Today, I have a guest post from Anna of LogicalDollar.
For so many of us, our financial goals include being able to finally take that dream vacation.
Maybe your bucket list includes taking a gondola through Venice or going on that Kenyan safari or simply lying on a beach in Thailand.
But the problem for many people, especially anyone who’s in, say, North America or Oceania, is that going anywhere takes so much time and, importantly, so much money.
That is, not only do you need to apparently save for ages just to go anywhere foreign, you also need to accumulate enough vacation days. And for anyone working somewhere where those days are limited, you could easily eat up your entire year’s worth just with one quick trip overseas.
It’s for these reasons that while a lot of people dream of seeing the world, they don’t plan to do so until they retire. With years of saving ahead of them, they seem to be satisfied with having these incredible experiences “one day”.
But what if I told you that the “one day” could be brought forward to now – and not only would it not be bad for your finances, but could actually put you in a better position financially?
Here’s how I’ve done exactly that.
How traveling can be good for your finances
Simply put: a much easier way to be able to see the world and save money on traveling is to spend some time living closer to those parts of the world you want to see.
Easier said than done? Not at all!
And I’m speaking from first hand experience here. Having had the chance to live in various cities in Europe and the Middle East, I’ve had the opportunity to visit places that I’d only ever dreamed of seeing.
Heading out on a Saturday to go hiking in Oman? Going for a long weekend in Zanzibar or Tbilisi? How about jumping on a train after work on a Friday and, in just a few hours, ending up in Paris, Amsterdam, or Berlin?
These are all more than possible when you live in their general area. And, safe to say, it’s certainly much easier (and cheaper!) to do this than getting on a plane and spending an eternity getting there from New York or Sydney.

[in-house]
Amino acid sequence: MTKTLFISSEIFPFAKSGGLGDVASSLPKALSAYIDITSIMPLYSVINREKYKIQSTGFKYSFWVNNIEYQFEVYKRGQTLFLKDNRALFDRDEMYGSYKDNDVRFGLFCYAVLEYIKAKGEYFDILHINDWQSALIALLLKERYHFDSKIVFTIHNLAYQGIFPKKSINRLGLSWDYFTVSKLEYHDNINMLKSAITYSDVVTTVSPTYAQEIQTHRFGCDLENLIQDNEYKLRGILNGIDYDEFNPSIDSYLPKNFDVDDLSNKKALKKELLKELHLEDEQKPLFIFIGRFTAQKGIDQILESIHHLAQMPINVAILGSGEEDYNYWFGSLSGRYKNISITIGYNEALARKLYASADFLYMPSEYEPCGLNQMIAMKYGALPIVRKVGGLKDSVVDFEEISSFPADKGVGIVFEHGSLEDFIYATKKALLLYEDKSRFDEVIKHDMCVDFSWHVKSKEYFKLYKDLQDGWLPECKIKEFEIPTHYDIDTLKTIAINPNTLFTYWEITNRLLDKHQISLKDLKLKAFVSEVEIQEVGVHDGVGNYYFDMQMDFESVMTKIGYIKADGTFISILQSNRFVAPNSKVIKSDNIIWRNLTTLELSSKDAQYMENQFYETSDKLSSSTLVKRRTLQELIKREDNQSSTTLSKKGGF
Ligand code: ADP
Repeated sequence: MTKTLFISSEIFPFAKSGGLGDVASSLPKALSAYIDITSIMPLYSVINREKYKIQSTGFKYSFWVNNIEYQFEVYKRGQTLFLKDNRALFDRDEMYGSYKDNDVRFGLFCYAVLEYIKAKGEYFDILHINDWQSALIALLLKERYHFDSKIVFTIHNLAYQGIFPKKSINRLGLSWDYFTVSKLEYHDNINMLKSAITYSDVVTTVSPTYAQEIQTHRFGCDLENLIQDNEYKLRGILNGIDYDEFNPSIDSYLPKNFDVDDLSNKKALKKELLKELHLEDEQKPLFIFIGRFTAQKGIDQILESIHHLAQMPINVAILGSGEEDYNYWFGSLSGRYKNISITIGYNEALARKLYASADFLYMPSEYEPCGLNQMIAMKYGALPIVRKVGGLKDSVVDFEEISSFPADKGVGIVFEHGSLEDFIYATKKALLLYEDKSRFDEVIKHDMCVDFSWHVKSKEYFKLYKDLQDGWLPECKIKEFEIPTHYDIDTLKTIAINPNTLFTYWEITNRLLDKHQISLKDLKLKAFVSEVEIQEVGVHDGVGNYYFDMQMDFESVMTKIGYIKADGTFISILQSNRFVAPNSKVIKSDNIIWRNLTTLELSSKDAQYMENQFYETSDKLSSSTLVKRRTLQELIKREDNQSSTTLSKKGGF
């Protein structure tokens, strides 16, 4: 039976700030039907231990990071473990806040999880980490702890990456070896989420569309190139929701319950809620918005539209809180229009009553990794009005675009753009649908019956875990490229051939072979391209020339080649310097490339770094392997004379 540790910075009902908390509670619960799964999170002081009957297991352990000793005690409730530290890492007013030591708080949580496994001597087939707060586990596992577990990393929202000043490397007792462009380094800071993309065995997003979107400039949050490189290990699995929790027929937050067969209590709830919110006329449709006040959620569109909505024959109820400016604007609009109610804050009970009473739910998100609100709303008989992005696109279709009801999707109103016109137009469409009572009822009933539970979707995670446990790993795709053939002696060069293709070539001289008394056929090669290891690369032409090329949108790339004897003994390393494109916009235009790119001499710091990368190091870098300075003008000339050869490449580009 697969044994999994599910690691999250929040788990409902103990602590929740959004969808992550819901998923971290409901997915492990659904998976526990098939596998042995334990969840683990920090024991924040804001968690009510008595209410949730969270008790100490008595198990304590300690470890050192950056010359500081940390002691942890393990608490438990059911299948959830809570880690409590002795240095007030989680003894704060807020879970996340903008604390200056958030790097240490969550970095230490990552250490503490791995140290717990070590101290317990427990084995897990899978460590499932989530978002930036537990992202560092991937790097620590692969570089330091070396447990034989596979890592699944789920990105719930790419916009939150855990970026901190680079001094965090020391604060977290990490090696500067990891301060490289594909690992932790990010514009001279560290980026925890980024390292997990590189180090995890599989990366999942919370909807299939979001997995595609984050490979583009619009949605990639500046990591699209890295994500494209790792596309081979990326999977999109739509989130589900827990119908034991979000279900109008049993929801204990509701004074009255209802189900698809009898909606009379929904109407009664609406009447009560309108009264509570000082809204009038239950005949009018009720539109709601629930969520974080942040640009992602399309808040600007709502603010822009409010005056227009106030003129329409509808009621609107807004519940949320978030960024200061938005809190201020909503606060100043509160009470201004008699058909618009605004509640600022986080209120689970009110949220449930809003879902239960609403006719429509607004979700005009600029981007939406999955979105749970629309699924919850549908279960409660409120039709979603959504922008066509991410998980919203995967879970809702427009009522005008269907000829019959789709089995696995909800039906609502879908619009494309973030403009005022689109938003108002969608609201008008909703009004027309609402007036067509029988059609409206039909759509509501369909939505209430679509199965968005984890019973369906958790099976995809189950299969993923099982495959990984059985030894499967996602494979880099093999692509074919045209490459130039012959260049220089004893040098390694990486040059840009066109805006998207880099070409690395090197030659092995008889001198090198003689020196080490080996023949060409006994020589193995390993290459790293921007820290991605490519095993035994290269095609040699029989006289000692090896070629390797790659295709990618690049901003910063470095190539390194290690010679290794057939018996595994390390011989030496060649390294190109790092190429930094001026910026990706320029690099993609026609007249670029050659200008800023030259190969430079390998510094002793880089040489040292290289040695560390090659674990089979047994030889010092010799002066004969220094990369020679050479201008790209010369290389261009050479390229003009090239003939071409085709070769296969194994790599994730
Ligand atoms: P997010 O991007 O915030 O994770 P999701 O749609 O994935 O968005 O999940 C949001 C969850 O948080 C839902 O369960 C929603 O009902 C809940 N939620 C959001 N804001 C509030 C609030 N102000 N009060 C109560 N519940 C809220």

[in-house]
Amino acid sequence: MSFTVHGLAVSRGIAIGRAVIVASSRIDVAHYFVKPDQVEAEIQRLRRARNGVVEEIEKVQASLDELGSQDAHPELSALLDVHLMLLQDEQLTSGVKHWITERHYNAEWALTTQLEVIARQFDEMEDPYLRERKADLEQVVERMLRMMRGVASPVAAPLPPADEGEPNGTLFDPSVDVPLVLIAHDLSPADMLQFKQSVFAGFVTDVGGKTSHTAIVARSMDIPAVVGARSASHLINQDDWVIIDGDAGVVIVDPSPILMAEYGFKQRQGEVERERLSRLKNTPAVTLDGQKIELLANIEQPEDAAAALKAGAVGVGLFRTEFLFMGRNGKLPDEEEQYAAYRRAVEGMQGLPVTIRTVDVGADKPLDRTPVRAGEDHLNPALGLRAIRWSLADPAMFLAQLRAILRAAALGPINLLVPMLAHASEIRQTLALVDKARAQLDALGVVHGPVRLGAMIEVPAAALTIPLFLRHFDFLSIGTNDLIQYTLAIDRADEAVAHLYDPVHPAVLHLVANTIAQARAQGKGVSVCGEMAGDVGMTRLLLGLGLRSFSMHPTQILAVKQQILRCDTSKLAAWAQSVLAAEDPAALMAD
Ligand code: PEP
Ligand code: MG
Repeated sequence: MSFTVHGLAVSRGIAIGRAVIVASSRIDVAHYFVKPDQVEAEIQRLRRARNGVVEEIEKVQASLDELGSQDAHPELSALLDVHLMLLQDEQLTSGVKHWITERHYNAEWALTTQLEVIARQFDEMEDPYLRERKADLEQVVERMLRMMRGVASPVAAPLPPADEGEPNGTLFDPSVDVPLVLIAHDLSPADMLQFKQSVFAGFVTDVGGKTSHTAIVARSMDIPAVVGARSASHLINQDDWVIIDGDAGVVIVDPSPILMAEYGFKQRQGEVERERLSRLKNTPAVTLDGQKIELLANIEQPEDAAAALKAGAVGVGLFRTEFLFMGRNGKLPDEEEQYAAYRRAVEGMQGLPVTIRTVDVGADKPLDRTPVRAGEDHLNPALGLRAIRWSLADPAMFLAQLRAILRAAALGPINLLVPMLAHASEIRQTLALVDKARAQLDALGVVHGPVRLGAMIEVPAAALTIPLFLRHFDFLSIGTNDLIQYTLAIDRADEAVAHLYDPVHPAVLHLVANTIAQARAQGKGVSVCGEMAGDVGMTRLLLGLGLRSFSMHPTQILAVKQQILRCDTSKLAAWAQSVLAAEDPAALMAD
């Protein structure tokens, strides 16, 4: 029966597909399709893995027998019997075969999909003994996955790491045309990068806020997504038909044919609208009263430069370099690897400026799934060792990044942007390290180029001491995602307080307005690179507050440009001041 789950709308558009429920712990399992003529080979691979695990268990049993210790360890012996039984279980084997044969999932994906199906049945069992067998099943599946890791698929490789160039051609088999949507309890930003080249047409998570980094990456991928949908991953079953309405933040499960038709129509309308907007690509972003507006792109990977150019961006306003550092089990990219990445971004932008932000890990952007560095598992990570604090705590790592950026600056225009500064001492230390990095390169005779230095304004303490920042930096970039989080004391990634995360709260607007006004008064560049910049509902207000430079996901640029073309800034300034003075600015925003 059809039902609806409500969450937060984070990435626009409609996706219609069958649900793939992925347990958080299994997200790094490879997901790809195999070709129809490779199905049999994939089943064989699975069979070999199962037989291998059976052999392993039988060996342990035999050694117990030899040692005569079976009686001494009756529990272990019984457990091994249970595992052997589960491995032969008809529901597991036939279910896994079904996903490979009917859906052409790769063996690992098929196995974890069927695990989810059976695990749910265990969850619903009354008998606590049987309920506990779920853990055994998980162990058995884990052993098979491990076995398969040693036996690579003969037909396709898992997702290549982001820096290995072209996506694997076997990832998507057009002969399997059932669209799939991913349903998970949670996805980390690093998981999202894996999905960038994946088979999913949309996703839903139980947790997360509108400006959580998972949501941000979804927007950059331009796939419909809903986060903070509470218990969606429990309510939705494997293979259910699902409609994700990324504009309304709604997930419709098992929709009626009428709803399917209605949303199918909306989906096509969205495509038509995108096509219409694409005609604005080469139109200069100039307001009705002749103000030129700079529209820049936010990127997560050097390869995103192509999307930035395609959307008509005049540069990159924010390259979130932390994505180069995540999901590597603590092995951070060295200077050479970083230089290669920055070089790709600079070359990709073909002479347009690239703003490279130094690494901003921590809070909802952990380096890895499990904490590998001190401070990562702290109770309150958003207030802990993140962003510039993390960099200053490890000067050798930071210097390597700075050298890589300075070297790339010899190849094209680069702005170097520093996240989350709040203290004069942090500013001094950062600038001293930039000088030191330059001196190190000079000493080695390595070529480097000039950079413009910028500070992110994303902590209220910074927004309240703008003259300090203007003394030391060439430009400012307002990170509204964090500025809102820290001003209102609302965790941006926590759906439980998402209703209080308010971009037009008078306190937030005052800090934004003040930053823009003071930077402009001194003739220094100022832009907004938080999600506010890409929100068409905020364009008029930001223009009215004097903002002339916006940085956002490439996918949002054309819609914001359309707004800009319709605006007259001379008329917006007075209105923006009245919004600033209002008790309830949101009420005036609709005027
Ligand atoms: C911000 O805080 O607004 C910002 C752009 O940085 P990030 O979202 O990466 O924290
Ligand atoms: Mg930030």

But how is this good for your finances, besides the reduced travel costs?
Well, I’ve managed to combine these moves with some really great job-related steps as well. It means that I’ve ended up earning the same as or even more in my job than I would have if I’d continued on a similar career path at home.
This, in turn, means I’ve been able to continue saving for retirement – while not having to wait until retirement to see the world.
What this shows is that you don’t have to sacrifice your financial goals in favor of your overseas adventures. In fact, you can easily do both.
How can you do this?
Let’s be clear about this: Some work will be needed before you book the next flight out.
So here are a few key points I’d recommend you keep in mind.
Your job can likely be done anywhere (but double check this first)
When you talk about spending time overseas, people often start picturing working as an au pair in France or teaching English in Japan. And while those are great options, you’re not that limited.
That is, no matter what job you do at home, someone is likely doing the same thing in every country in the world.
This means that, at least theoretically, you could do the same work overseas too.
Of course, this is over-simplifying it a bit. Some countries may not recognize your qualifications and there’s also a potential language barrier. This is why it’s a good idea to first do your research to see where you can actually work, as this can help to narrow your list of potential options down somewhat.